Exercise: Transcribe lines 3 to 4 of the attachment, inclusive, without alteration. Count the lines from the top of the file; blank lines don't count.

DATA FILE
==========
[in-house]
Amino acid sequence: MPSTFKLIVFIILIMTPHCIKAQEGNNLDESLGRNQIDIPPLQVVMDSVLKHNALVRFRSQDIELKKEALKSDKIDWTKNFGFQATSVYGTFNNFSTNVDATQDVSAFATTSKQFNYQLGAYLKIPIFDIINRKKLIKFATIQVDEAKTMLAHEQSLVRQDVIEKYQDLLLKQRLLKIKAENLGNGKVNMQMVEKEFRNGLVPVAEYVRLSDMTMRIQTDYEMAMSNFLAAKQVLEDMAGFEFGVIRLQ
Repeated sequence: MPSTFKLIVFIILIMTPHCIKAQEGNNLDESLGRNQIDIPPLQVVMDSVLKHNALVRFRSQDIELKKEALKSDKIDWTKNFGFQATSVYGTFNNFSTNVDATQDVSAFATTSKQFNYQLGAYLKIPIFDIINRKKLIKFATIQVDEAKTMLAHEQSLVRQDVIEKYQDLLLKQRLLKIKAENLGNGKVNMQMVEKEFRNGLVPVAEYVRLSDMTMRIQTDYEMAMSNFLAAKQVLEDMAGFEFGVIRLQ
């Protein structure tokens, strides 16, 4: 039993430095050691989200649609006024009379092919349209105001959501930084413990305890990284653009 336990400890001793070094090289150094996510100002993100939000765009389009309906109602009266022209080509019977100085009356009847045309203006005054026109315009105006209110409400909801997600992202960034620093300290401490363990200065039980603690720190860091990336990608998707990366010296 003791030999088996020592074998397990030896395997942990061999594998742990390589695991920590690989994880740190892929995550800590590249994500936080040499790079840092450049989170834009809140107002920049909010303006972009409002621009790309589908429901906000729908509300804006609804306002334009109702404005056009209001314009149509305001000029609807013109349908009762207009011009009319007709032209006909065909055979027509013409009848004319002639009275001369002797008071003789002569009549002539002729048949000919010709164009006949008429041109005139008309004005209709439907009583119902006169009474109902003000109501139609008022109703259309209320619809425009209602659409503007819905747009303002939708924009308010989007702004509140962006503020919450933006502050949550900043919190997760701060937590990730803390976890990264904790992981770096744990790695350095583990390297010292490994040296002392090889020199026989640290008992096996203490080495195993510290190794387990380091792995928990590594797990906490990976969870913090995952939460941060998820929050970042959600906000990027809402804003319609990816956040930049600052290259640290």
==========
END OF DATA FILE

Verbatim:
Repeated sequence: MPSTFKLIVFIILIMTPHCIKAQEGNNLDESLGRNQIDIPPLQVVMDSVLKHNALVRFRSQDIELKKEALKSDKIDWTKNFGFQATSVYGTFNNFSTNVDATQDVSAFATTSKQFNYQLGAYLKIPIFDIINRKKLIKFATIQVDEAKTMLAHEQSLVRQDVIEKYQDLLLKQRLLKIKAENLGNGKVNMQMVEKEFRNGLVPVAEYVRLSDMTMRIQTDYEMAMSNFLAAKQVLEDMAGFEFGVIRLQ
């Protein structure tokens, strides 16, 4: 039993430095050691989200649609006024009379092919349209105001959501930084413990305890990284653009 336990400890001793070094090289150094996510100002993100939000765009389009309906109602009266022209080509019977100085009356009847045309203006005054026109315009105006209110409400909801997600992202960034620093300290401490363990200065039980603690720190860091990336990608998707990366010296 003791030999088996020592074998397990030896395997942990061999594998742990390589695991920590690989994880740190892929995550800590590249994500936080040499790079840092450049989170834009809140107002920049909010303006972009409002621009790309589908429901906000729908509300804006609804306002334009109702404005056009209001314009149509305001000029609807013109349908009762207009011009009319007709032209006909065909055979027509013409009848004319002639009275001369002797008071003789002569009549002539002729048949000919010709164009006949008429041109005139008309004005209709439907009583119902006169009474109902003000109501139609008022109703259309209320619809425009209602659409503007819905747009303002939708924009308010989007702004509140962006503020919450933006502050949550900043919190997760701060937590990730803390976890990264904790992981770096744990790695350095583990390297010292490994040296002392090889020199026989640290008992096996203490080495195993510290190794387990380091792995928990590594797990906490990976969870913090995952939460941060998820929050970042959600906000990027809402804003319609990816956040930049600052290259640290």